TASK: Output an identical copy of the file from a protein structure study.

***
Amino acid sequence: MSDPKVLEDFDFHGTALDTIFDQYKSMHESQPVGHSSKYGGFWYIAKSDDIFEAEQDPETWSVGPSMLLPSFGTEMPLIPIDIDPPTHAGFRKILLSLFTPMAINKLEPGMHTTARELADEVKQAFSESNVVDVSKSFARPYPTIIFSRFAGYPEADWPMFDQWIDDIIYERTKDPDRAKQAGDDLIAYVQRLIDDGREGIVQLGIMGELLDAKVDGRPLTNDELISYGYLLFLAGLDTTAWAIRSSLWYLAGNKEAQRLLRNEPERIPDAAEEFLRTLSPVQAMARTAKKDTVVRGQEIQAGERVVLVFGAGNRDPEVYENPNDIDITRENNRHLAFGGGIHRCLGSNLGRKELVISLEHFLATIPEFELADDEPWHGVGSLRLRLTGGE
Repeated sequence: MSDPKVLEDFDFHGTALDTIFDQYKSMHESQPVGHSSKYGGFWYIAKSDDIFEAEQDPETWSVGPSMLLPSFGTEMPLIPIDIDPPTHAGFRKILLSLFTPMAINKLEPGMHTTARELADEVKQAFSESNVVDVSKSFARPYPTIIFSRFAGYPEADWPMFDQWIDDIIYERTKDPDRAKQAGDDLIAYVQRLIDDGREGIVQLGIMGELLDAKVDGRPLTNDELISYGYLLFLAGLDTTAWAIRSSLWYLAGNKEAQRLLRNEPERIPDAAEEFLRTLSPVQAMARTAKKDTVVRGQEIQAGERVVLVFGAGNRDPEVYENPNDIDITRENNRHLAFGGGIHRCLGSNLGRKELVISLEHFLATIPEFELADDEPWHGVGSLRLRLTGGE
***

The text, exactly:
Amino acid sequence: MSDPKVLEDFDFHGTALDTIFDQYKSMHESQPVGHSSKYGGFWYIAKSDDIFEAEQDPETWSVGPSMLLPSFGTEMPLIPIDIDPPTHAGFRKILLSLFTPMAINKLEPGMHTTARELADEVKQAFSESNVVDVSKSFARPYPTIIFSRFAGYPEADWPMFDQWIDDIIYERTKDPDRAKQAGDDLIAYVQRLIDDGREGIVQLGIMGELLDAKVDGRPLTNDELISYGYLLFLAGLDTTAWAIRSSLWYLAGNKEAQRLLRNEPERIPDAAEEFLRTLSPVQAMARTAKKDTVVRGQEIQAGERVVLVFGAGNRDPEVYENPNDIDITRENNRHLAFGGGIHRCLGSNLGRKELVISLEHFLATIPEFELADDEPWHGVGSLRLRLTGGE
Repeated sequence: MSDPKVLEDFDFHGTALDTIFDQYKSMHESQPVGHSSKYGGFWYIAKSDDIFEAEQDPETWSVGPSMLLPSFGTEMPLIPIDIDPPTHAGFRKILLSLFTPMAINKLEPGMHTTARELADEVKQAFSESNVVDVSKSFARPYPTIIFSRFAGYPEADWPMFDQWIDDIIYERTKDPDRAKQAGDDLIAYVQRLIDDGREGIVQLGIMGELLDAKVDGRPLTNDELISYGYLLFLAGLDTTAWAIRSSLWYLAGNKEAQRLLRNEPERIPDAAEEFLRTLSPVQAMARTAKKDTVVRGQEIQAGERVVLVFGAGNRDPEVYENPNDIDITRENNRHLAFGGGIHRCLGSNLGRKELVISLEHFLATIPEFELADDEPWHGVGSLRLRLTGGE